Rep. Adrienne Wooten | Jackson Free Press | Jackson, MS

Rep. Adrienne Wooten


Rep. Adrienne Wooten, D-Jackson, makes her opinions known in the House.

Rep. Adrienne Wooten, D-Jackson, is a woman of convictions, and she has no problem letting those convictions loose on the House floor. Wooten, 35, prevented the passage of a House bill yesterday that would allow persons convicted for the first time of illegal drug possession to petition the court to expunge their conviction from all public records.

House Bill 160 pertains to convictions other than traffic violations, violent crimes, crimes against children, and offenses involving public officials, such as embezzlement or illicit drug sales. Under the bill, a convicted person may petition the court two years after the completion of the terms and conditions of his sentence.

The bill passed in the House with a 91-to-29 floor vote before Wooten made a motion to reconsider, keeping the bill from moving forward. Wooten, a transplant from Riverside, Calif., argued that the potential for expungement needs to go further than simple possession.

"Right now, you already have a statute that allows for expunging (drug) possession, but it caps it at the age of 26, This bill would've allowed you to remove that age limit. However, it's the only drug offense that you're able to expunge, " Wooten said. "Why would you selectively exclude possession from the long list of exclusions? What's the point? If you're going to deal with drug offenses, let's deal with them as a whole."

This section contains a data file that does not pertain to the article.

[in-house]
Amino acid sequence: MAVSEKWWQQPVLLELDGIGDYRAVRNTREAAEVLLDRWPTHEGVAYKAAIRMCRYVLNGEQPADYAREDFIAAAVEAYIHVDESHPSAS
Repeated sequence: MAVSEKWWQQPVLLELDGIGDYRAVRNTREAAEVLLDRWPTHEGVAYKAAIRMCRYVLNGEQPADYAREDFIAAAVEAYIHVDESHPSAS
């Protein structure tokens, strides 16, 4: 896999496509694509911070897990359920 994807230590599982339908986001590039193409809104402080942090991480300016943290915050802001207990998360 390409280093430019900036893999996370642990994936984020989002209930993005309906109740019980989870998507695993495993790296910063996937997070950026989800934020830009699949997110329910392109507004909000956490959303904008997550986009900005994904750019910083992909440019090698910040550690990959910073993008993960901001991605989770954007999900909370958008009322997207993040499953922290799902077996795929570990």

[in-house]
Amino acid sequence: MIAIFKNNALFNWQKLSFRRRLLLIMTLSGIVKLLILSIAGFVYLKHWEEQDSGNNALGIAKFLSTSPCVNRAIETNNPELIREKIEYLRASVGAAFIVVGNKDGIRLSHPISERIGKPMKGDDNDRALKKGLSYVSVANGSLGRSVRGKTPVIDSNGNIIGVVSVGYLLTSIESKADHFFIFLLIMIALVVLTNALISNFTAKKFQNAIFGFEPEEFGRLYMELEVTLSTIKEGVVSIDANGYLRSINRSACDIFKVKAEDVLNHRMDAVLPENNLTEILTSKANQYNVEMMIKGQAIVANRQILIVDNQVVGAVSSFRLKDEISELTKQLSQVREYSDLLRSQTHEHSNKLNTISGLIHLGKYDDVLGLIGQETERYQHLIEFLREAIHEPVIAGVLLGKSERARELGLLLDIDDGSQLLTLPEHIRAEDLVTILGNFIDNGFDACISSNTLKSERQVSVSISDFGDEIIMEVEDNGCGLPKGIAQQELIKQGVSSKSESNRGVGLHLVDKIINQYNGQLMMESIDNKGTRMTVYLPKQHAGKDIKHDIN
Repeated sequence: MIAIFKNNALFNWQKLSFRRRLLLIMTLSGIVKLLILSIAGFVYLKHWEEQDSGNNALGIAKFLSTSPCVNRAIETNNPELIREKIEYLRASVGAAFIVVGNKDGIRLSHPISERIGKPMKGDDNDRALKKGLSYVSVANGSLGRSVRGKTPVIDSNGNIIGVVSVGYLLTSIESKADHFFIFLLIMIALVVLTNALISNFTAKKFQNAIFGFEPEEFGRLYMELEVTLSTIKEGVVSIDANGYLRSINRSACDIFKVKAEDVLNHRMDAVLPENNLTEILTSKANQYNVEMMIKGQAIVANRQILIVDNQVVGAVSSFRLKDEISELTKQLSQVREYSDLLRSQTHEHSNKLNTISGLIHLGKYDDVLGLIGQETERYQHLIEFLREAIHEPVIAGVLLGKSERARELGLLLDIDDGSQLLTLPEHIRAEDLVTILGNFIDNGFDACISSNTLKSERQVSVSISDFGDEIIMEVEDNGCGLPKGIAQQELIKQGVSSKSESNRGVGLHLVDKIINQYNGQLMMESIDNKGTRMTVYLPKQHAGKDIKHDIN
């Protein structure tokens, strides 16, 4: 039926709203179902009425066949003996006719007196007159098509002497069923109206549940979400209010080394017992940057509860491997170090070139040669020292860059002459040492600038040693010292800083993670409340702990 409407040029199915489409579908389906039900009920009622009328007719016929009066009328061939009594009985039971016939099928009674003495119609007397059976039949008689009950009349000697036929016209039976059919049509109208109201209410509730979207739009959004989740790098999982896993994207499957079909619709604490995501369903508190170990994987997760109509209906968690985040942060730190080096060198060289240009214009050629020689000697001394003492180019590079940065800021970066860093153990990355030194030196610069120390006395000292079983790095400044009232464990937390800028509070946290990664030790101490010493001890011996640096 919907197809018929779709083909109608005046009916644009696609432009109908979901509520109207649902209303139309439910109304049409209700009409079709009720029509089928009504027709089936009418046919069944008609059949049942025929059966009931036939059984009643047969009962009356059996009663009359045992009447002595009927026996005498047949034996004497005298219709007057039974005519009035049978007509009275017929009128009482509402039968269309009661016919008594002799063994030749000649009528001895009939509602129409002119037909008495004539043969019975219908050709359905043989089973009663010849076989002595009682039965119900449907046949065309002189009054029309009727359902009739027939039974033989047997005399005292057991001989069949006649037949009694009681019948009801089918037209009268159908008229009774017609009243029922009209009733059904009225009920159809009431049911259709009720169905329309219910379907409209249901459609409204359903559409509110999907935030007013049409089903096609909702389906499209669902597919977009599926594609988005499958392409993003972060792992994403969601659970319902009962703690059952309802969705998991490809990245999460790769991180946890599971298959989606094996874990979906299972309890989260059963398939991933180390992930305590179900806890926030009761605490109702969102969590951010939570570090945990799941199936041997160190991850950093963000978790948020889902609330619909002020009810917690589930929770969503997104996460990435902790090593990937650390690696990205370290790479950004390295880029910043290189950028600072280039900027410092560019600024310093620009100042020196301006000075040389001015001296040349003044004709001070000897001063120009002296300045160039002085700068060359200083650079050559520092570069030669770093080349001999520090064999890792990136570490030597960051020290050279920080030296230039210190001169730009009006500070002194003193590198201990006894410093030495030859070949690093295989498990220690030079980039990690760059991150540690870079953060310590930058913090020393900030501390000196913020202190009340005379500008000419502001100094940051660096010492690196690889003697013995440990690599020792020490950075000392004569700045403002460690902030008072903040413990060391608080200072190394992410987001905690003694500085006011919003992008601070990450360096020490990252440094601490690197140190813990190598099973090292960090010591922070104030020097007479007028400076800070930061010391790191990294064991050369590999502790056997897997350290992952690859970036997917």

Rep. Steve Holland, D-Plantersville, who defended the bill yesterday, argued that the bill served a good purpose, no matter how limited its scope.

"I would not ask for a showing of hands, but I can tell you with mathematical exactness that there is not a representative in here who does not know somebody who could be affected by this. For 27 years I've known children who might have had the discretion of smoking marijuana, and because of that they were starved of life because they could never get their record expunged, and the record of their violation kept them from getting good employment."

But Wooten argues to either expand the bill's coverage, or don't bother.

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